February 2011 – miloscniewyklucza.pl
Love Does Not Exclude – About the campaign
The aim of the campaign is to draw attention to the fact that Poland has no civil partnerships law, and Polish legislation provides no regulations for same-sex couples.
Today, Poland is the biggest European Union Member State in which same-sex couples are invisible for the law. The law ensures no legal protection to them, does not regulate their situation, takes in fact no account of their existence. This is unfair. This is an exclusion – in many areas of life. Poland is also one of the very few European countries where the authorities have not taken up any measures whatsoever in this area. One of the aims of our campaign is to show that legal frameworks for same-sex relationships are a European civilisational standard and that social evolution in this area has not bypassed Poland. Our law, however, does not follow the reality in this respect, and the authorities refrain from any dialogue with the society at large and with our interest group.
“Love Does Not Exclude” is therefore an expression of this very pressing social need – the voice of those who are invisible to the law and ignored by politicians. For half a year now we’ve been hearing that a debate should be held in the Polish parliament, but will this happen before the parliamentary elections? Will the government and the opposition listen to their electorate?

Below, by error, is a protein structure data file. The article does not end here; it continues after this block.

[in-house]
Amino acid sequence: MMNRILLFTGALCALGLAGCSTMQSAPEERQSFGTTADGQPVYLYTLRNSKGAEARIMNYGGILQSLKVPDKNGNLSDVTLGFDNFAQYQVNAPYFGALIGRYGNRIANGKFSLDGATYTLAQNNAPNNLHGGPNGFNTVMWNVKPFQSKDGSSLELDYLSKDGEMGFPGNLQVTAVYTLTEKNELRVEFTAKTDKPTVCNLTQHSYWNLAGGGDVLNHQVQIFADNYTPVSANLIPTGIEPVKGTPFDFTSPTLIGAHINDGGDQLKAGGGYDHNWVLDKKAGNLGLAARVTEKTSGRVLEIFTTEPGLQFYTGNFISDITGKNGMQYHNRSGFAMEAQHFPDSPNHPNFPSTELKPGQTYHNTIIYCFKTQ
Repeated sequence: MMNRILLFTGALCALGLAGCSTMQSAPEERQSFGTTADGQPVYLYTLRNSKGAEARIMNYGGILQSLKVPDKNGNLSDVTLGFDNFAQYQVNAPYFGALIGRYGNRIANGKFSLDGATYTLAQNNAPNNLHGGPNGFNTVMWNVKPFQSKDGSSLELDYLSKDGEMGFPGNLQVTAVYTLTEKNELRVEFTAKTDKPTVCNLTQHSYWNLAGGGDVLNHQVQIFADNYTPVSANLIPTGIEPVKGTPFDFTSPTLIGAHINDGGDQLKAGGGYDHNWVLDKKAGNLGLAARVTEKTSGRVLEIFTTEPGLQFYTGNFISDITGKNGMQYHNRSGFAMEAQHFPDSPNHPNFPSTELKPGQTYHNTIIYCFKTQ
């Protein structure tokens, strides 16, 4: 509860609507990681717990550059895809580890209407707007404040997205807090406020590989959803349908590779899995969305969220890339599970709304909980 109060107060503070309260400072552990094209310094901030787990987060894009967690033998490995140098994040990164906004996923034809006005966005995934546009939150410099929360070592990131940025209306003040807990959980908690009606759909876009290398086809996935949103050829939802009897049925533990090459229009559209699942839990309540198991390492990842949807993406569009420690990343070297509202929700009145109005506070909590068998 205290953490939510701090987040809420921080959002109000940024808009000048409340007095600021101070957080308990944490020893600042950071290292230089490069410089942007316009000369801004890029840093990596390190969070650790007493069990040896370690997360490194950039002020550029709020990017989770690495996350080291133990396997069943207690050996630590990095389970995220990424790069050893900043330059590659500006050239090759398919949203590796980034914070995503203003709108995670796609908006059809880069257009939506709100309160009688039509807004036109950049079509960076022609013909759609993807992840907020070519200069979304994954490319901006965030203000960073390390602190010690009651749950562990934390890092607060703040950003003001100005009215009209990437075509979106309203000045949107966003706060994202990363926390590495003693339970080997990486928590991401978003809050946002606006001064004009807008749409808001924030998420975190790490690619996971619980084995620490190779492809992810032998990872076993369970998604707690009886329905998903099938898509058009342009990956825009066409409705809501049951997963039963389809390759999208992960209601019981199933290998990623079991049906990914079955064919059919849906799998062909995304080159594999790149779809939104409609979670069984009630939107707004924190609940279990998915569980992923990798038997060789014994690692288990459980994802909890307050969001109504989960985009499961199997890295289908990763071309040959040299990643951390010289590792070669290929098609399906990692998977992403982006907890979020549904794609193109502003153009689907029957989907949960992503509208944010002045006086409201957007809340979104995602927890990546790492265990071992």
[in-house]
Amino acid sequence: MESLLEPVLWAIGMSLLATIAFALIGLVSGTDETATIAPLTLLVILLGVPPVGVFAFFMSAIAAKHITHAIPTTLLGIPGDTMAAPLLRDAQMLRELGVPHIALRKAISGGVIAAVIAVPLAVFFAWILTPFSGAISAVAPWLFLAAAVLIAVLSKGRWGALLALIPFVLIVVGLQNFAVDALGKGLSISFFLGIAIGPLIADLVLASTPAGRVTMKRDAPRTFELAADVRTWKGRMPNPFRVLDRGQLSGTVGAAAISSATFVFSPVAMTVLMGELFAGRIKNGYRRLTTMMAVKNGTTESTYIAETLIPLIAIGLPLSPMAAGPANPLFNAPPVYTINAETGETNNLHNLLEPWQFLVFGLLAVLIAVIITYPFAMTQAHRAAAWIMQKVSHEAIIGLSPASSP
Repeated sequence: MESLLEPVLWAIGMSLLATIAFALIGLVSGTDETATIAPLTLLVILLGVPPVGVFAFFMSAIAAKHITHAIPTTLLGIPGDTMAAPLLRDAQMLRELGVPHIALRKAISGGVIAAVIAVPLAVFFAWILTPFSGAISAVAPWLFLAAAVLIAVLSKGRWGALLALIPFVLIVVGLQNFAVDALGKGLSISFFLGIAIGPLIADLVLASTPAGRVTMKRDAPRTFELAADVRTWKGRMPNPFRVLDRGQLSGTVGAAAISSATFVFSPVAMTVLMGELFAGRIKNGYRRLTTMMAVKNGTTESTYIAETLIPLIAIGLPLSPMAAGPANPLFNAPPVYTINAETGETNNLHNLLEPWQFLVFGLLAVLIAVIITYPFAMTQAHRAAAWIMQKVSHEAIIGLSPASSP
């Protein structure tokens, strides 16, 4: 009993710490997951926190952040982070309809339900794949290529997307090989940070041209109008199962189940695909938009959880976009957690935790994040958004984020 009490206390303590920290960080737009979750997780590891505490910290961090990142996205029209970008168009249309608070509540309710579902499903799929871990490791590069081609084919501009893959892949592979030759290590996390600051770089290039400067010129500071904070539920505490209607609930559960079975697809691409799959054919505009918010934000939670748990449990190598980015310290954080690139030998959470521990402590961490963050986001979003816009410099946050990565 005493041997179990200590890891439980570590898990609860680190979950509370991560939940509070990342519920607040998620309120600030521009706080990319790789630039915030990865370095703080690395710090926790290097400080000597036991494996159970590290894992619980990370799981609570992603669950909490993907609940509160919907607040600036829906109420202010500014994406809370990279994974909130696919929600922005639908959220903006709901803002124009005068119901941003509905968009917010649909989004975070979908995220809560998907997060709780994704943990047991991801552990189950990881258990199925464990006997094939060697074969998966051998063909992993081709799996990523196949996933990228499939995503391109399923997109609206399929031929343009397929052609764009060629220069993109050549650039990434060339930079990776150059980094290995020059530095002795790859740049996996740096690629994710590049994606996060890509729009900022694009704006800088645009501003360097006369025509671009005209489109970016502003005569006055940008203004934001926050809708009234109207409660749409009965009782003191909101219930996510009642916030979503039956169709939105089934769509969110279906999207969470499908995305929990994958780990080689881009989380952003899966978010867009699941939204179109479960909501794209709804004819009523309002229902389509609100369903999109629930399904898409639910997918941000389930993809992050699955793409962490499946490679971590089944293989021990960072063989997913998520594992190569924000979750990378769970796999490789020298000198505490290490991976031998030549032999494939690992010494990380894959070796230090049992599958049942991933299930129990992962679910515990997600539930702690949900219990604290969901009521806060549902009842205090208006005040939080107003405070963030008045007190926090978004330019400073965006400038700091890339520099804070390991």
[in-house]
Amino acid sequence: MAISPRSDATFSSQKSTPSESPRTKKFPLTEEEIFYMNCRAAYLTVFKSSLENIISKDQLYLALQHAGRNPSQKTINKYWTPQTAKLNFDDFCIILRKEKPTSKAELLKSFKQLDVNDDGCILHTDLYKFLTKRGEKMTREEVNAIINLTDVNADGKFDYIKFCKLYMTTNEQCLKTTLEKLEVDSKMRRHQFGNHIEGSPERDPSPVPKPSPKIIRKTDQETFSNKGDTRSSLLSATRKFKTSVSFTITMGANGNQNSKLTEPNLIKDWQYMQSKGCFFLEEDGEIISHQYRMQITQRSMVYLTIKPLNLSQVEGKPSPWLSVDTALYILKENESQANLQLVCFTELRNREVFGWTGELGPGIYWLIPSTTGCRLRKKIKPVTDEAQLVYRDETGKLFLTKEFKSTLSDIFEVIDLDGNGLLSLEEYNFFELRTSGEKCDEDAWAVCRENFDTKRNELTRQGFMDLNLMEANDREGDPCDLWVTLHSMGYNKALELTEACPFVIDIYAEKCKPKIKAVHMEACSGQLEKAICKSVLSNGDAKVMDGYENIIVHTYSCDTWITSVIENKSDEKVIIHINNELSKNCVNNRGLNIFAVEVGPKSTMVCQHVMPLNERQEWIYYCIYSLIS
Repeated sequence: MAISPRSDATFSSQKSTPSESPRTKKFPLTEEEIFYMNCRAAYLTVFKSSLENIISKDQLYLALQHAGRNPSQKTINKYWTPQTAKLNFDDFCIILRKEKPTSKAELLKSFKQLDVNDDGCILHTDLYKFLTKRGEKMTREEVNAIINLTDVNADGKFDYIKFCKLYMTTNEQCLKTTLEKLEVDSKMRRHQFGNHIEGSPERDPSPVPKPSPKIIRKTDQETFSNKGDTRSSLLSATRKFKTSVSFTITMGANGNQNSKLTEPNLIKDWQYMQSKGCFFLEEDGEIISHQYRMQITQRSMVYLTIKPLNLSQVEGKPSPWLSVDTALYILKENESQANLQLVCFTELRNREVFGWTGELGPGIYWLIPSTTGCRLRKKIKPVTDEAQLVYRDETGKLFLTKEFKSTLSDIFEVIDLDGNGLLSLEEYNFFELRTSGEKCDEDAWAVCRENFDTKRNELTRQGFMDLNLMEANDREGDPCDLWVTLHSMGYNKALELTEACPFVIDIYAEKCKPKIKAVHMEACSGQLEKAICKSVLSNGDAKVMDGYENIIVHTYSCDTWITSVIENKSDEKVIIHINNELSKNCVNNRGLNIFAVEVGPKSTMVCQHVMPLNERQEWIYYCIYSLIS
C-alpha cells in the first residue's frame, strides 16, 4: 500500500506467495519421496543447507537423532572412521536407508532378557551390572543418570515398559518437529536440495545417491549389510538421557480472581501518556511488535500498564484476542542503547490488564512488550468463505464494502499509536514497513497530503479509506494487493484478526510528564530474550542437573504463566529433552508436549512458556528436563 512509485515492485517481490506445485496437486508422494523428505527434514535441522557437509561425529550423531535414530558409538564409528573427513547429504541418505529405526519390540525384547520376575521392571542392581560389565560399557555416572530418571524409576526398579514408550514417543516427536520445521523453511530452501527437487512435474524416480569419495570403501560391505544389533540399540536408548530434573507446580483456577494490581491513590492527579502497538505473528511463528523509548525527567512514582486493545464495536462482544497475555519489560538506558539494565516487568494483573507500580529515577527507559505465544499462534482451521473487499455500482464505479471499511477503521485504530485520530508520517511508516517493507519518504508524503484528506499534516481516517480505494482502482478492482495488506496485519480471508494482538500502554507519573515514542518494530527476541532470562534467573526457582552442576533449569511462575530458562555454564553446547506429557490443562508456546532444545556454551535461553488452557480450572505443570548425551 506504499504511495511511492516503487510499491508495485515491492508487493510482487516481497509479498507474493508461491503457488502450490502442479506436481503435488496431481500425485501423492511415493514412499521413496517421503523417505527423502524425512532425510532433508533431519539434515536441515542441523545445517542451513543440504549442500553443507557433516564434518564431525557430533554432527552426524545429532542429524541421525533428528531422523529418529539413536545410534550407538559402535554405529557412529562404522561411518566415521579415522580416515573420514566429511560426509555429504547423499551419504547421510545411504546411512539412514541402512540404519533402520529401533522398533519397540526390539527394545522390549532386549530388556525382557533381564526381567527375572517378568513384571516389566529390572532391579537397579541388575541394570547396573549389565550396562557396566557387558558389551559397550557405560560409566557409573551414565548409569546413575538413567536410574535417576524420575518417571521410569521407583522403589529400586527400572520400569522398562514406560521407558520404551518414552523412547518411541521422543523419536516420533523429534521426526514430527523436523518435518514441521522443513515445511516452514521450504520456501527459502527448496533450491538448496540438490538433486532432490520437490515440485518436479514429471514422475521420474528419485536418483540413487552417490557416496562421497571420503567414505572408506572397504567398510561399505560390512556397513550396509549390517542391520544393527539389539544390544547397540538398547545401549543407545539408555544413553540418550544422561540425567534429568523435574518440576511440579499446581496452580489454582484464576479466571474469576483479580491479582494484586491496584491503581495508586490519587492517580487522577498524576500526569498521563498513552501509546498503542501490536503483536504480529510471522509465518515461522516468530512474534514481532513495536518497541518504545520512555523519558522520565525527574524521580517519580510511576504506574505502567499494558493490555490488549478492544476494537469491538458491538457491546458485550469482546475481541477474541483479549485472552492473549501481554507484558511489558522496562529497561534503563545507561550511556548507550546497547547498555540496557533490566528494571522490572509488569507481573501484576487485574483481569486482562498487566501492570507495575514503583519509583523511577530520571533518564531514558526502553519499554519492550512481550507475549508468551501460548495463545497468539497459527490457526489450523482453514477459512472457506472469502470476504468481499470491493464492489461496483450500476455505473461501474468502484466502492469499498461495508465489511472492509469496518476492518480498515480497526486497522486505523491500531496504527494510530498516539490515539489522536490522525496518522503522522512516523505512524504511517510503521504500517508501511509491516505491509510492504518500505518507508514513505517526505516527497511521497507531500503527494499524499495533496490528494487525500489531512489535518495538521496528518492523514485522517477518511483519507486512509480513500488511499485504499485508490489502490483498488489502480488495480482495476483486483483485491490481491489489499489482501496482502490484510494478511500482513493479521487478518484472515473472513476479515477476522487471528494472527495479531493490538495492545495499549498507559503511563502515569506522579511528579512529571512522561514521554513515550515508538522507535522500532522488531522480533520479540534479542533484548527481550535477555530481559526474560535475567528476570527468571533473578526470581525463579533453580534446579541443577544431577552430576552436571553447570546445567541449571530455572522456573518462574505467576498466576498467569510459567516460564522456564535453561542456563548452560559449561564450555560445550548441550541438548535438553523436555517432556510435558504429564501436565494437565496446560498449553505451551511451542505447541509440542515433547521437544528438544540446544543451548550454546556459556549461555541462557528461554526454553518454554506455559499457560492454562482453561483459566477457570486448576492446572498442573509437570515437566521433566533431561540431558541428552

The creation of – any – legal framework for same-sex couples in Poland is an increasingly urgent issue. We don’t want to keep pleading or asking. With the “Love Does Not Exclude” campaign we want to show that the time of demanding has come. We have the right to equality! We don’t want to be excluded any more! We demand civil partnerships law!
Another aim of our campaign is to show that a social action can be carried out without official grants or European funding. The background of our activities consists of voluntary work and donations – even the smallest ones – from our sponsors, both companies and private persons. We want to show that even the tiniest gestures count and that the fight for civil partnerships can be fought in all scales, large and small. The “Love Does Not Exclude” campaign, consisting of four elements (social networking on Facebook and Twitter, billboards, webpage, public event), is founded on its recipients – ordinary people who care for changing the Polish reality.??We don’t want to end up with just few posters displayed for one month, one webpage (among millions of others), a glimpse of media attention. Join us! Come to the protest, talk to your friends about the situation in Poland, make your politicians aware of the problem, and if you can, support us financially. Don’t be indifferent; get engaged – even with the smallest gesture.
Love does not exclude! We demand civil partnerships! Let the campaign last as long as needed – until we reach our aims.?
February 16, 2011 – Wojciech Szot
Love Does Not Exclude Campaign